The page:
Senate Votes to Implement 9/11 Commission Recommendations
Senate Homeland Security and Governmental Affairs Committee Chairman Joe Lieberman, ID-Conn., and Ranking Member Susan Collins, R-Me., hailed passage of their bipartisan bill to enact remaining or poorly implemented 9/11 Commission recommendations, saying it will help secure the nation against terrorist attacks as well as natural disasters. The Senate approved S. 4, the Improving America’s Security Act of 2007, by a vote of 60-38.
“When this bill becomes law, we will have taken a critical step toward building a safer and more secure America for the generations to come,” Lieberman said. “This will ensure the American people are better protected against the consequences of natural disasters, such as Hurricane Katrina, than they are today. And we will have done everything possible to make sure no other Americans suffer the loss that so many experienced after the brutal terrorist attacks of 9/11.”
“This legislation continues the work of Congress to strengthen homeland security and build upon the 9/11 Commission’s recommendations. I believe it will help make our nation safer,” said Senator Collins. “Our legislation’s broad-front attack on the threats we face will ensure good value for every dollar our nation spends to improve our defenses at the federal, state, and local levels. It will provide appropriate transparency and accountability into the government’s security decisions. It will also strike an appropriate balance between increased security and our cherished civil liberties.”
S.4 would increase risk-based homeland security grants to states and localities, improve information sharing among all levels of government, restrict terrorists’ ability to enter the U.S., and create an interoperable communications grant program for first responders. It also strengthens privacy rights and civil liberties.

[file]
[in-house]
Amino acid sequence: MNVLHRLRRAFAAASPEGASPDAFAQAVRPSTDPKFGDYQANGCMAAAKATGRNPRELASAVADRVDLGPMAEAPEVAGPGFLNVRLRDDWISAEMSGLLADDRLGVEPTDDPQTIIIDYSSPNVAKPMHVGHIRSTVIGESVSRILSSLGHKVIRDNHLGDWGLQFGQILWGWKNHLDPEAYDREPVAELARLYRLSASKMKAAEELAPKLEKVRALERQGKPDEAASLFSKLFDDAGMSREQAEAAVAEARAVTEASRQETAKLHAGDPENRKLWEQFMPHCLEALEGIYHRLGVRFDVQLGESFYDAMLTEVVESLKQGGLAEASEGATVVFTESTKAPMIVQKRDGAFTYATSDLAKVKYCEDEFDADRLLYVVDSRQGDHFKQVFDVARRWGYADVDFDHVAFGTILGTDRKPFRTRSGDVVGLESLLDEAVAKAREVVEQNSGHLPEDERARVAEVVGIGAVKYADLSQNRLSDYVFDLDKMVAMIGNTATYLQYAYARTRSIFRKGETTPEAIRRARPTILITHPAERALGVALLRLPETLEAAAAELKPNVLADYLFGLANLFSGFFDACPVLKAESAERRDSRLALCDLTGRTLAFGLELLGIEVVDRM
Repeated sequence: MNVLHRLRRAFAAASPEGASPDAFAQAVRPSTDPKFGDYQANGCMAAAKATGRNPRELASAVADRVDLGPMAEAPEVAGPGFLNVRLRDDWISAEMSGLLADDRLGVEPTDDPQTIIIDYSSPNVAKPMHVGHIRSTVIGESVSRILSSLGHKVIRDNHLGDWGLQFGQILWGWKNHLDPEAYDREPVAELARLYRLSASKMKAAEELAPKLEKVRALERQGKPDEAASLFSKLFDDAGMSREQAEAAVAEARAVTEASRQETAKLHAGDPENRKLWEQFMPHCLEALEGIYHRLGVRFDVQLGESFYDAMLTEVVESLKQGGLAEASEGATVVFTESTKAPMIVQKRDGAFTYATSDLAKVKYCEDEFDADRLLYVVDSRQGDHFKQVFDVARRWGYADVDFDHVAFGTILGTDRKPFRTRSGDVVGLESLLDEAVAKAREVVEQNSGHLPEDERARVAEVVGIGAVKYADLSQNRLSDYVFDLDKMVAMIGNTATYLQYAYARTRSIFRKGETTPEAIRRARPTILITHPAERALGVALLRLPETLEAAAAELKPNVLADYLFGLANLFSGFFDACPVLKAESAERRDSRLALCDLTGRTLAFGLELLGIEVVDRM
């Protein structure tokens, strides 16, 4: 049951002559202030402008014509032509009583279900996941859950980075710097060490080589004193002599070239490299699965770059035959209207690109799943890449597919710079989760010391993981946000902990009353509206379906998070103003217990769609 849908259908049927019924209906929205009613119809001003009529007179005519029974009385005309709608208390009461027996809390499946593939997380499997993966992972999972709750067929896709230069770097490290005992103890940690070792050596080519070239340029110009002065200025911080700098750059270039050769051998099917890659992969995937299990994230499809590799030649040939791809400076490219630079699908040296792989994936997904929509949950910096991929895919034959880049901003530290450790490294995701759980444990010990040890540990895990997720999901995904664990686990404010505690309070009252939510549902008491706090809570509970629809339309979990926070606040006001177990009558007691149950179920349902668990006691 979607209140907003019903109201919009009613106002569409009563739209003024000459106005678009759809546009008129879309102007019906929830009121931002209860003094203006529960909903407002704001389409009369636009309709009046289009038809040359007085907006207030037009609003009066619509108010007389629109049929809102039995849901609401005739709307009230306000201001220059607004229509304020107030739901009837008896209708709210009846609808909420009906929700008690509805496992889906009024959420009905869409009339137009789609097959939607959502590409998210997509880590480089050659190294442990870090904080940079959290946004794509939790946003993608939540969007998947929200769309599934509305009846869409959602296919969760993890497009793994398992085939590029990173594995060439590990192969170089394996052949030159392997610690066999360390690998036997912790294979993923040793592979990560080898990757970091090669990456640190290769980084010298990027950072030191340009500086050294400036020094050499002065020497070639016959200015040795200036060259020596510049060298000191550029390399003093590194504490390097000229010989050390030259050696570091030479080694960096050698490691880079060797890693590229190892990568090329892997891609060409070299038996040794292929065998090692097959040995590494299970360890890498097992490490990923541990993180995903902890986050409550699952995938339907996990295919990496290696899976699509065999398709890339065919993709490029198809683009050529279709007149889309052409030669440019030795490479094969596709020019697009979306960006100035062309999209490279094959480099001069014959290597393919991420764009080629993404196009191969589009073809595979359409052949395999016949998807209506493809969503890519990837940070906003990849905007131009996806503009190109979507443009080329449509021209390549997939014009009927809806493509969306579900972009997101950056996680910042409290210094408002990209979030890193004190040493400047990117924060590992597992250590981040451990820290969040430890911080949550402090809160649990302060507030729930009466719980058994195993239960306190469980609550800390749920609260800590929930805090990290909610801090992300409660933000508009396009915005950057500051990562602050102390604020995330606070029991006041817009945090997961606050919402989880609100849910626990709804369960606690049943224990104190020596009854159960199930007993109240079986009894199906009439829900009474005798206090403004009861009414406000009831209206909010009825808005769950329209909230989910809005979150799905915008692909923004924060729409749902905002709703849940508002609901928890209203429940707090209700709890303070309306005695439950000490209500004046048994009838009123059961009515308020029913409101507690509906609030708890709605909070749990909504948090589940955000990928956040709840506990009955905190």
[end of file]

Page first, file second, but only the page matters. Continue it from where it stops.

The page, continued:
Specifically, the Lieberman-Collins bill will:
-Authorize $3.105 billion for each of the next three years for the homeland security grant program to increase prevention and preparedness for terrorist attacks. The grants will be distributed overwhelmingly based on the risk to an area from a terrorist attack. The funds would be allocated through Urban Area Security Grants, State Homeland Security Grants, Emergency Management Performance Grants, and emergency communications and interoperability grants.
-Create a dedicated interoperable grant program within FEMA to help state, local and tribal governments build communications systems that allow first responders from different organizations and different jurisdictions to talk with each other in a disaster.
-Improve the government’s ability to disrupt terrorists’ travel and infiltration of the U.S. by requiring the Department of Homeland Security and the Department of State to strengthen the Visa Waiver Program (VWP) through improved reporting of lost or stolen passports, requiring countries to share information about prospective visitors who may pose a threat to the U.S., and authorizing an “electronic travel authorization” system through which travelers would apply in advance for authorization to enter the U.S.
-Strengthen the Privacy and Civil Liberties Oversight Board by giving members fixed terms and requiring them to be Senate confirmed; by expanding responsibilities to inform the public; and by providing the board with subpoena power through the Attorney General.
-Establish a voluntary certification program for private sector preparedness to provide companies with a clear roadmap for strengthening preparedness.
-Improve counter-terrorism information sharing within the federal government and among federal, state and local officials by making the Program Manager of the Information Sharing Environment permanent, creating standards for state and local fusion centers, assigning federal intelligence analysts to them, and creating intelligence fellowship programs for state and local officials.
Provisions related to rail, aviation cargo, mass transit security, and nuclear proliferation that came out of the Commerce, Banking, and Foreign Relations Committees were melded with the Homeland Security Committee bill on the floor.
“This bill takes an ‘all-hazards’ approach to homeland security,” Lieberman said. “It not only strengthens our defenses against the threat of a terrorist attack, but also prepares all levels of government to respond better to natural disasters such as Hurricane Katrina.”